Let us resist talking negatively about our own children or another person’s child. Just don’t do it. Don’t talk about how clumsy they are because their body hasn’t caught up with the size of their feet. Don’t talk about how they are too slow or lazy on the field. Don’t talk about how they should have made the goal after they obviously didn’t make it. Don’t talk about how they should have stopped the goal that obviously went between their legs. Don’t talk about how your team would have won if so and so had done their job. DO intentionally look for specific ways to encourage and affirm them. Look for ways that demonstrate that they are enjoying the game, focusing hard, making steps towards mastering a skill, or treating their team and coach with respect and kindness.

Let us find ways to interact well with our kids immediately following their game. When your child runs up to you after their game, pause your adult conversations and engage with your child. Be ready to do this because it is really important to them. They may have been waiting patiently through the entire game to see how you will respond to them. Don’t worry about having too many words at this time. Let them know with your eyes and your smile that you are proud they are your child no matter how they played. Hug them. Kids always want to know that their people are proud of them. Heck, adults like to know this too…but that’s a topic for another time.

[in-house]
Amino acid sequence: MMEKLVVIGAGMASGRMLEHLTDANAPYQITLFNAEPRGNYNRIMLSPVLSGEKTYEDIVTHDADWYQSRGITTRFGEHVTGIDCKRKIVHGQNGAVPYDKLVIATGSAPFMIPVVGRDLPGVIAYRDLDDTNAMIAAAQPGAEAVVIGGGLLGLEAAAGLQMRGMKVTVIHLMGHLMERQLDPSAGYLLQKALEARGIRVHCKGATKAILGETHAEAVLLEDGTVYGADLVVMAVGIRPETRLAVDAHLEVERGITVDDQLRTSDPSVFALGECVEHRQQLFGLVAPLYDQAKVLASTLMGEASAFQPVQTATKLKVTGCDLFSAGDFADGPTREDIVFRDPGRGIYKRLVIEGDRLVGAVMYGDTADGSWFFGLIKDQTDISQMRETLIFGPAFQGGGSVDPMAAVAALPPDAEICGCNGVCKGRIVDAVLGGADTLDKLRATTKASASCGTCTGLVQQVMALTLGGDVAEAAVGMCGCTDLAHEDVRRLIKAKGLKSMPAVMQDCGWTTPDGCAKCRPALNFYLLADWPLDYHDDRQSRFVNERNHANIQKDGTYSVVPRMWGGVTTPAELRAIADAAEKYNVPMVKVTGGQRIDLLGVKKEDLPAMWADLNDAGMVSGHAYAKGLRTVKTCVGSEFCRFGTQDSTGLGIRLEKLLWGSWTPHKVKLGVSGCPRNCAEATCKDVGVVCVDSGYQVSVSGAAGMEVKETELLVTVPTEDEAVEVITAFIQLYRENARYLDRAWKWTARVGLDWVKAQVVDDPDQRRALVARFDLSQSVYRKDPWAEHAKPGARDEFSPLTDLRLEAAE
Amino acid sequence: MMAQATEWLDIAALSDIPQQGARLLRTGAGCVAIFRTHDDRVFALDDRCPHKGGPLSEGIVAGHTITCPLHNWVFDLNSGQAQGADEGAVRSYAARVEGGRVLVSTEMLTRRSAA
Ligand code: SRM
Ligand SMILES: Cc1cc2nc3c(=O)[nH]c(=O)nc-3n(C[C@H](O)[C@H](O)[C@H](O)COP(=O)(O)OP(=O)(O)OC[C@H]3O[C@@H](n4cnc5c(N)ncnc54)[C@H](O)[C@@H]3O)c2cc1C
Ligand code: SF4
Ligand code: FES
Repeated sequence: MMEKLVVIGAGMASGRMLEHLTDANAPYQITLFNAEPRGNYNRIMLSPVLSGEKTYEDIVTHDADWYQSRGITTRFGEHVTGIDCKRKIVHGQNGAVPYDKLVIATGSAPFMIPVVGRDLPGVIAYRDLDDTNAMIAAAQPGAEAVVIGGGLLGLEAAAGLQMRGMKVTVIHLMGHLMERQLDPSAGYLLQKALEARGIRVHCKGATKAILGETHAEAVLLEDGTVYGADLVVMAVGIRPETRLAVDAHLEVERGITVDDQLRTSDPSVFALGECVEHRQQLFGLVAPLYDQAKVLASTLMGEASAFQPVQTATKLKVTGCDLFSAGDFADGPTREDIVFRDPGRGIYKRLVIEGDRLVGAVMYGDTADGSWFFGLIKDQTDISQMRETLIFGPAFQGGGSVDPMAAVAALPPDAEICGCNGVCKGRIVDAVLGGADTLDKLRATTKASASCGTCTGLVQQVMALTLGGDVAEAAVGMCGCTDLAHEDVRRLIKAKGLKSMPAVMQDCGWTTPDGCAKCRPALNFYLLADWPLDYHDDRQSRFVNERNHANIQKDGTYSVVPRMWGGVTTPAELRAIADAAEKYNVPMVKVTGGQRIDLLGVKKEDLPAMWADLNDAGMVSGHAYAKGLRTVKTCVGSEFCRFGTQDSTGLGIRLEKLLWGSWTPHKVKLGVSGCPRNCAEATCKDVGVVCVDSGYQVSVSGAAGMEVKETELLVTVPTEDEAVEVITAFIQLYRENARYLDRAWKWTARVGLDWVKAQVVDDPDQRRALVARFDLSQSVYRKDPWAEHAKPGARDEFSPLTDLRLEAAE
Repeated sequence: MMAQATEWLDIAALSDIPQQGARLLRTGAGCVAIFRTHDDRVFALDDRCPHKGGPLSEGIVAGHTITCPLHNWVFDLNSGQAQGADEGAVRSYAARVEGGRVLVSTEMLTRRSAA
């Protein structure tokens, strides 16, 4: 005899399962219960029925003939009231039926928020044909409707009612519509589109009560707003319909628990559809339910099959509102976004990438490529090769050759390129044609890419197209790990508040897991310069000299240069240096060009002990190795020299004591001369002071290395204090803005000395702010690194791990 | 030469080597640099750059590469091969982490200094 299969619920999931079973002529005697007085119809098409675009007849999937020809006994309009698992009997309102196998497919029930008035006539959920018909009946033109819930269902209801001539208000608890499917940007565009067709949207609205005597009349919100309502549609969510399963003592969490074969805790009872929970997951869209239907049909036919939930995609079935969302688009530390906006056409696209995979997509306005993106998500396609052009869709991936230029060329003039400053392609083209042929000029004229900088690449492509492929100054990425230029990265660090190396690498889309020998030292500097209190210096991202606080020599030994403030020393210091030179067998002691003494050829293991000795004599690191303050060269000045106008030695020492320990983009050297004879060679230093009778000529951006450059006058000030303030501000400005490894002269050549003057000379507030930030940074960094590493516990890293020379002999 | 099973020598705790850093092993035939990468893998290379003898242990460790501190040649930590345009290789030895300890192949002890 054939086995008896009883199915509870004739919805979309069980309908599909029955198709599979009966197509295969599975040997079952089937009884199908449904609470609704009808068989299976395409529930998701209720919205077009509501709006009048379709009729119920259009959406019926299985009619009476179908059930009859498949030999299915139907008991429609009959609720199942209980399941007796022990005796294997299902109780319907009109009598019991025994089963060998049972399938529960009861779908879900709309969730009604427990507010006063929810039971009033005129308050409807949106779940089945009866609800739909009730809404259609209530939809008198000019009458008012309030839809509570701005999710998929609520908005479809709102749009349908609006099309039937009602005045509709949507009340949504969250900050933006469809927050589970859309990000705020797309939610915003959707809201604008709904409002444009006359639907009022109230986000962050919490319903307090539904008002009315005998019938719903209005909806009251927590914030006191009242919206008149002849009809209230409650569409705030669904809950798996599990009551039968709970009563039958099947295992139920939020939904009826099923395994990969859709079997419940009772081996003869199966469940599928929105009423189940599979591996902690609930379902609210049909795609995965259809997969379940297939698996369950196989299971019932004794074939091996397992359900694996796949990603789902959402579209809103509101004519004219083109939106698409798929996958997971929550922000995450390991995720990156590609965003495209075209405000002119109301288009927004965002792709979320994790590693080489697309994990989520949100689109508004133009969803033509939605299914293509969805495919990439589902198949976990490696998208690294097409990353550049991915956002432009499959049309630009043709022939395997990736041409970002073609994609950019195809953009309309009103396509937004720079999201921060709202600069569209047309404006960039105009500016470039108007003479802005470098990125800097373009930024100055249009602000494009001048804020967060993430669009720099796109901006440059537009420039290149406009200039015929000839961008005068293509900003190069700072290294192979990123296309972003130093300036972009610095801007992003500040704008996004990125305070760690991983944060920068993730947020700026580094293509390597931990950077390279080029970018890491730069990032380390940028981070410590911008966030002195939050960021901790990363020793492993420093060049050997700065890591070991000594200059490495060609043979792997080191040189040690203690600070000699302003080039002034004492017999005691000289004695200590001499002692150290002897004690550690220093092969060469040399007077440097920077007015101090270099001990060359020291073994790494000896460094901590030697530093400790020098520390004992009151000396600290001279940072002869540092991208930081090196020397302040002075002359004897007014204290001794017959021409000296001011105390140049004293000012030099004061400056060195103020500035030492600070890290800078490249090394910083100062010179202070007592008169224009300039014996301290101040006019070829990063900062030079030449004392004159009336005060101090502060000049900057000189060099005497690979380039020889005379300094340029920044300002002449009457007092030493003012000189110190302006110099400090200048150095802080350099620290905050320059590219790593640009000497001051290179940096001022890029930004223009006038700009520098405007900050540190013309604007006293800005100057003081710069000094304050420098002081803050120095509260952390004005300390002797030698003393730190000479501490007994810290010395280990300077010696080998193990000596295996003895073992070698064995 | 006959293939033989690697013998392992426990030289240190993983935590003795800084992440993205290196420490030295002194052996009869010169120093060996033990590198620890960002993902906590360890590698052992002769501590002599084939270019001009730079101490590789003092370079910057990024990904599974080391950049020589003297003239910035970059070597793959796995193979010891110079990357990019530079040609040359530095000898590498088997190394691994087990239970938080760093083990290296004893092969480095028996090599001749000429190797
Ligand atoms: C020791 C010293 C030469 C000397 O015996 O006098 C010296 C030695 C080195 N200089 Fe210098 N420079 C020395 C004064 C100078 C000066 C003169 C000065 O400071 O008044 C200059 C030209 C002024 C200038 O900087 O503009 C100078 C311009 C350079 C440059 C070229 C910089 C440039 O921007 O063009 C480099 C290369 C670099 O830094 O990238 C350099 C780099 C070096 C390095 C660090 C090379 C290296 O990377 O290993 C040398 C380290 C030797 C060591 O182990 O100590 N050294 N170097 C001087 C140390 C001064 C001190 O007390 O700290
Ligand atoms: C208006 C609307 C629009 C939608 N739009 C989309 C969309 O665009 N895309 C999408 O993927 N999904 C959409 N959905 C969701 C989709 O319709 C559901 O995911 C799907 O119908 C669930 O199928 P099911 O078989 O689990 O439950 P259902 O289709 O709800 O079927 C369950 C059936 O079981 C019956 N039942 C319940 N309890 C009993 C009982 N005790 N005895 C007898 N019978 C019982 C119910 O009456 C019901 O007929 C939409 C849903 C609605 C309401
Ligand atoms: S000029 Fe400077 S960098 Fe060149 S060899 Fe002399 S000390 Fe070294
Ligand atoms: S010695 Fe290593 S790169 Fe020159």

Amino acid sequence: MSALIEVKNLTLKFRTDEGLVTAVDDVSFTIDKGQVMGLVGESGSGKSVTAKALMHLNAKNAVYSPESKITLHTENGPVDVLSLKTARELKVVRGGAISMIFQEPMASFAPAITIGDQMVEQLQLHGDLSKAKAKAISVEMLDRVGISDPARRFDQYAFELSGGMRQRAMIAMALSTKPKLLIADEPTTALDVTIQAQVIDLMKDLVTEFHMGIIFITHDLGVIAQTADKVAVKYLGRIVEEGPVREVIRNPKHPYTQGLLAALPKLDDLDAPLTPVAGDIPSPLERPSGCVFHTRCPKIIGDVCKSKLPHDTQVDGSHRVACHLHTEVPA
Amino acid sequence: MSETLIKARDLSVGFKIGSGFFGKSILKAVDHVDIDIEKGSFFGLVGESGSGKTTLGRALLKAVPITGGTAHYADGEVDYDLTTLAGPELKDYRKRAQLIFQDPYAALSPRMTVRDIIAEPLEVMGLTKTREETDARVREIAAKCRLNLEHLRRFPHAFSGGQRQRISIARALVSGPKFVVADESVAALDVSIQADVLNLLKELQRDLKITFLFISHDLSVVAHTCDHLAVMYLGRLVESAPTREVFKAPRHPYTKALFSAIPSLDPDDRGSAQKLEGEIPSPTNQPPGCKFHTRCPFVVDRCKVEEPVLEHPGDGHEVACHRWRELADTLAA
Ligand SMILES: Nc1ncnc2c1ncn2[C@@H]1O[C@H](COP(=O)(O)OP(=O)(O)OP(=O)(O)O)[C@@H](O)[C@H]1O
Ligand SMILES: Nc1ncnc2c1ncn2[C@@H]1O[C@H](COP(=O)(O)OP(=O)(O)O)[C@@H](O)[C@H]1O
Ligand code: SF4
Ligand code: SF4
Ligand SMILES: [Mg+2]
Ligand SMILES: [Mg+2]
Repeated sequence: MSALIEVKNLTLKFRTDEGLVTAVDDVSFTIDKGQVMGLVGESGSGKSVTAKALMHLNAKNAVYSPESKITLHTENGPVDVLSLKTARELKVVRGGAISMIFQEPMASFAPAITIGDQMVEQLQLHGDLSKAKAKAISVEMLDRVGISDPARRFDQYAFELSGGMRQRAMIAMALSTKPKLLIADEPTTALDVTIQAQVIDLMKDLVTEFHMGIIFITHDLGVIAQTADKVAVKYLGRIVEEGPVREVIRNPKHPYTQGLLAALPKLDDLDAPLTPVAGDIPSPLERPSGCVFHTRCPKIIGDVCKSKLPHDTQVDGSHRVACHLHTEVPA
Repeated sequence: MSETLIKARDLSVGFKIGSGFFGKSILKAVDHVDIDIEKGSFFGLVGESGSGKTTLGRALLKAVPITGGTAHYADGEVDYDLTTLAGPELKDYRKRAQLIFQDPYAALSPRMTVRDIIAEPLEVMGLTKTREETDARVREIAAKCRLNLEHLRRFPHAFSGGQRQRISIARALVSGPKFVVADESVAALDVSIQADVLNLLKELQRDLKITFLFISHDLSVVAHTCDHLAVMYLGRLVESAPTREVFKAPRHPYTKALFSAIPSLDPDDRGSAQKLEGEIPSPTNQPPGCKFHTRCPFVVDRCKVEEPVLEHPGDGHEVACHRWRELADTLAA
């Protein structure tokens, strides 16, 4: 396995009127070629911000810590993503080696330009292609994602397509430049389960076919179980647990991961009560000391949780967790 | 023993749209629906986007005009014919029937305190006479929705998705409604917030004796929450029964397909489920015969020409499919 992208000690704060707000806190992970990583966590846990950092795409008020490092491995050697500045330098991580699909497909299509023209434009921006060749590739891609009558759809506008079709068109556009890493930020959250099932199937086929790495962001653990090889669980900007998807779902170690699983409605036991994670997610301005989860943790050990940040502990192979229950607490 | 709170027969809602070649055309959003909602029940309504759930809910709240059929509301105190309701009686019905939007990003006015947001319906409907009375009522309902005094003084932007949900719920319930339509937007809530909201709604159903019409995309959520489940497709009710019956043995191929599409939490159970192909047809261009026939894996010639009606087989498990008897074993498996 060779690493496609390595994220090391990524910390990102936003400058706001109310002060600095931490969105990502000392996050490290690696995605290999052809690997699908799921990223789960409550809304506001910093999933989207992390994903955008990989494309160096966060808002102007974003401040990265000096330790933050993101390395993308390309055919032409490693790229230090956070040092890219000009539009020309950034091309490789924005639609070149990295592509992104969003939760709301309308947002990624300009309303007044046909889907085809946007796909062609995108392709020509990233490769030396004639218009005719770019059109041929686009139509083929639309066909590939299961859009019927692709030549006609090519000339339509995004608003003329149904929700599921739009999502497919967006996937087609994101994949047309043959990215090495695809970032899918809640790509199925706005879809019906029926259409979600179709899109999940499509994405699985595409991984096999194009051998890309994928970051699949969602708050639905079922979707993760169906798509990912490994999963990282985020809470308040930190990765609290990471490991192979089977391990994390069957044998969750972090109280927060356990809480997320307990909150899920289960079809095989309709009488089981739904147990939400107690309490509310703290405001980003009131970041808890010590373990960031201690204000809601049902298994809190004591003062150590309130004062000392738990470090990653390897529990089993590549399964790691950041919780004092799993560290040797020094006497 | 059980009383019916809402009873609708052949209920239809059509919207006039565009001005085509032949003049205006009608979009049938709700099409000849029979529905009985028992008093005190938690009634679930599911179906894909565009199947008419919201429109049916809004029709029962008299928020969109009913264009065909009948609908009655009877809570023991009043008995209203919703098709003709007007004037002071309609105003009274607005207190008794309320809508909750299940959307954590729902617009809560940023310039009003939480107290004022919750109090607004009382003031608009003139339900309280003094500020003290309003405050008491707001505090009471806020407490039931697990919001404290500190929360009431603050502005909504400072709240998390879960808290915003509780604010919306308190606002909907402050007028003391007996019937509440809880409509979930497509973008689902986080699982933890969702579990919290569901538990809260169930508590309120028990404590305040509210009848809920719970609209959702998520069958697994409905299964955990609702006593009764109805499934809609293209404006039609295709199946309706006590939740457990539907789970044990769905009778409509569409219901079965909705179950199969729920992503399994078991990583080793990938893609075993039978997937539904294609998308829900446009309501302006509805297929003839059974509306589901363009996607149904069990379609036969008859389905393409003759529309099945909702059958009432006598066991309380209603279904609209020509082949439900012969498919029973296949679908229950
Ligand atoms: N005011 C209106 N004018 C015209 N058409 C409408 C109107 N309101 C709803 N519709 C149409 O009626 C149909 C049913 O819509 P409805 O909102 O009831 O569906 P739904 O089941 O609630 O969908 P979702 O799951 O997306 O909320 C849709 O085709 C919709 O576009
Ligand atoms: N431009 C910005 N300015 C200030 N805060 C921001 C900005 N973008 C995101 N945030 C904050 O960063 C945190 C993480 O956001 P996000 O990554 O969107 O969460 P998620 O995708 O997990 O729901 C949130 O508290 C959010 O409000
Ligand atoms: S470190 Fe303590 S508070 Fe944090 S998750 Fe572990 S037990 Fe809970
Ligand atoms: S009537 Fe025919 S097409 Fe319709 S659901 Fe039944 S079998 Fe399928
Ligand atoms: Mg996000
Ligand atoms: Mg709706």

Consider the conversation in the car ride home. Be balanced. Resist pointing out all of the ways that they could have worked harder or played better. Choose your words wisely because they’re really only going to take in a portion of them. Better yet, draw thoughts out of them by asking good questions. Ask them what they learned today as they played. Ask them what was most fun. Ask them how they noticed their team working together. Ask them if anything was hard for them today. But in this process, we must remember that they will clue us in when they are done talking and we must try to honor this. Bulldozing past their desire to move on to a different conversation is usually more about our need to “coach more and make them better” than actually wanting to engage in a meaningful way. My boys tend to give us fairly bold cues that they are ready for a shift in topic…generally it has something to do with what we are going to eat for lunch or what are plans are for the rest of the day.

Lastly, try not to take it all too seriously.Let your kids see you cheer, laugh, and enjoy the process. Think about letting them coach you at home by teaching you what they are learning. Quite literally…grab the ball and ask them to teach you a skill they are attempting to master. Let go of control. Resist correcting them as they coach you. (Hint: If there is arguing, it may be that you may need to resist correcting even more.) Demonstrate how to listen, respond, and engage in the process with eagerness and a willing mind. They’ll be grateful you did…and your relationship will be grateful too.